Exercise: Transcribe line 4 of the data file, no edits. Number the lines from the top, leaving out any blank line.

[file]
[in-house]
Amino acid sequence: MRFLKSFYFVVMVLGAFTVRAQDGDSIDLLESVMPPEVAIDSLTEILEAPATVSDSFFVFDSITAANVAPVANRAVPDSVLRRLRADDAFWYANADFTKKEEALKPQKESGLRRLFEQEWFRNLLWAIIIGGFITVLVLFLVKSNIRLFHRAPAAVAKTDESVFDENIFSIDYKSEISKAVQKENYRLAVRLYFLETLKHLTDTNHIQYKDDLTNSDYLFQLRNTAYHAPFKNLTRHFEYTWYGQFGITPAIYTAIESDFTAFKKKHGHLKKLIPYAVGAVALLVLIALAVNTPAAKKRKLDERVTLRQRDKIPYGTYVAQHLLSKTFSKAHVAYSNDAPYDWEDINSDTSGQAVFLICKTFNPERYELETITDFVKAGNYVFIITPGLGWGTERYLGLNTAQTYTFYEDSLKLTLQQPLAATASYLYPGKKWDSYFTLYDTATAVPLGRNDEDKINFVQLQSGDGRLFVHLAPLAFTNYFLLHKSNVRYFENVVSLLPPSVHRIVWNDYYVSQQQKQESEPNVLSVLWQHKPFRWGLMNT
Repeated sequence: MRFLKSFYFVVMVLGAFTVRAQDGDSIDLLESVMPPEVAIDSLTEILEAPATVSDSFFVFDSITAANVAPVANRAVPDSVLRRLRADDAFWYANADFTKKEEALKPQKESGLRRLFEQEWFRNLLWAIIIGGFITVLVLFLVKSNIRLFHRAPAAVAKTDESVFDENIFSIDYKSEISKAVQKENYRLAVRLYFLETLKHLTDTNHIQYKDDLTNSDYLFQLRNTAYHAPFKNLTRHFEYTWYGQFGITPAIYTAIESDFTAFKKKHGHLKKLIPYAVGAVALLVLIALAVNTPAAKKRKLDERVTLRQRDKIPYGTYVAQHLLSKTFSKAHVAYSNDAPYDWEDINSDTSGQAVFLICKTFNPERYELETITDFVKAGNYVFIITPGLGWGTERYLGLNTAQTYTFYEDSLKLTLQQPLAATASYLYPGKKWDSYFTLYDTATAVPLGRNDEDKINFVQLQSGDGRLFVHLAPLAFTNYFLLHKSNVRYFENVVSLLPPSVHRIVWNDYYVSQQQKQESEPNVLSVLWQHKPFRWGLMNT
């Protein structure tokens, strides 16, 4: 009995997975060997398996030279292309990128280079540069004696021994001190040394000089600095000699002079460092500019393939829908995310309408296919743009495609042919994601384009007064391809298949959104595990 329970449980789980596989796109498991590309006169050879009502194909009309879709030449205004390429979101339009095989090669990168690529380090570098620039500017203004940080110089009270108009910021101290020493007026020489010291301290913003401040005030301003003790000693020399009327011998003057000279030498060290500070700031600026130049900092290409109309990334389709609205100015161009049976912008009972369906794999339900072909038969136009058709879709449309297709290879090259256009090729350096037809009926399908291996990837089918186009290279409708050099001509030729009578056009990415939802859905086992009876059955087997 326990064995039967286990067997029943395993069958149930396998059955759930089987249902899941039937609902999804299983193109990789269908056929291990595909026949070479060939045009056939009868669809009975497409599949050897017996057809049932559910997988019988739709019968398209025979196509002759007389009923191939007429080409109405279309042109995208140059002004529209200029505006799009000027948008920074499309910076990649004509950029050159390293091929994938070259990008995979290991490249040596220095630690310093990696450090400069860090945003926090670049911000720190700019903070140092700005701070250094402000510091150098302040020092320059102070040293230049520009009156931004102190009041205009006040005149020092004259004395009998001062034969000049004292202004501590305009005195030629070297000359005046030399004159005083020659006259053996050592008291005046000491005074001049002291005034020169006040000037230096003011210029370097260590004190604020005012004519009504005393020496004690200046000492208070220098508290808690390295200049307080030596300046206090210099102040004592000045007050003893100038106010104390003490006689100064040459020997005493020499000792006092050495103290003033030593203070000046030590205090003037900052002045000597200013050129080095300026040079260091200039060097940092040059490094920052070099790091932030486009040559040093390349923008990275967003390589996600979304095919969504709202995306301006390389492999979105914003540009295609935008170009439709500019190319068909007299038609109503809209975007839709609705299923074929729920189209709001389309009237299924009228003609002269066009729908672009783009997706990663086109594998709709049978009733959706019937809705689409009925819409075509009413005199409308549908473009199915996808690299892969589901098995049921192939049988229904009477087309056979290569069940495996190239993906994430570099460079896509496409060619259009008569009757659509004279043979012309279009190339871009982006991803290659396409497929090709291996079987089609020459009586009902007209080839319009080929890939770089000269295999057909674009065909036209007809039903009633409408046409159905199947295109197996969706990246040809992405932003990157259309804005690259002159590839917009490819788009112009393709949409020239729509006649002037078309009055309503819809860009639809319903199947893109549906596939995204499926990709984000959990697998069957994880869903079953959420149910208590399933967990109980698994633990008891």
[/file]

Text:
């Protein structure tokens, strides 16, 4: 009995997975060997398996030279292309990128280079540069004696021994001190040394000089600095000699002079460092500019393939829908995310309408296919743009495609042919994601384009007064391809298949959104595990 329970449980789980596989796109498991590309006169050879009502194909009309879709030449205004390429979101339009095989090669990168690529380090570098620039500017203004940080110089009270108009910021101290020493007026020489010291301290913003401040005030301003003790000693020399009327011998003057000279030498060290500070700031600026130049900092290409109309990334389709609205100015161009049976912008009972369906794999339900072909038969136009058709879709449309297709290879090259256009090729350096037809009926399908291996990837089918186009290279409708050099001509030729009578056009990415939802859905086992009876059955087997 326990064995039967286990067997029943395993069958149930396998059955759930089987249902899941039937609902999804299983193109990789269908056929291990595909026949070479060939045009056939009868669809009975497409599949050897017996057809049932559910997988019988739709019968398209025979196509002759007389009923191939007429080409109405279309042109995208140059002004529209200029505006799009000027948008920074499309910076990649004509950029050159390293091929994938070259990008995979290991490249040596220095630690310093990696450090400069860090945003926090670049911000720190700019903070140092700005701070250094402000510091150098302040020092320059102070040293230049520009009156931004102190009041205009006040005149020092004259004395009998001062034969000049004292202004501590305009005195030629070297000359005046030399004159005083020659006259053996050592008291005046000491005074001049002291005034020169006040000037230096003011210029370097260590004190604020005012004519009504005393020496004690200046000492208070220098508290808690390295200049307080030596300046206090210099102040004592000045007050003893100038106010104390003490006689100064040459020997005493020499000792006092050495103290003033030593203070000046030590205090003037900052002045000597200013050129080095300026040079260091200039060097940092040059490094920052070099790091932030486009040559040093390349923008990275967003390589996600979304095919969504709202995306301006390389492999979105914003540009295609935008170009439709500019190319068909007299038609109503809209975007839709609705299923074929729920189209709001389309009237299924009228003609002269066009729908672009783009997706990663086109594998709709049978009733959706019937809705689409009925819409075509009413005199409308549908473009199915996808690299892969589901098995049921192939049988229904009477087309056979290569069940495996190239993906994430570099460079896509496409060619259009008569009757659509004279043979012309279009190339871009982006991803290659396409497929090709291996079987089609020459009586009902007209080839319009080929890939770089000269295999057909674009065909036209007809039903009633409408046409159905199947295109197996969706990246040809992405932003990157259309804005690259002159590839917009490819788009112009393709949409020239729509006649002037078309009055309503819809860009639809319903199947893109549906596939995204499926990709984000959990697998069957994880869903079953959420149910208590399933967990109980698994633990008891």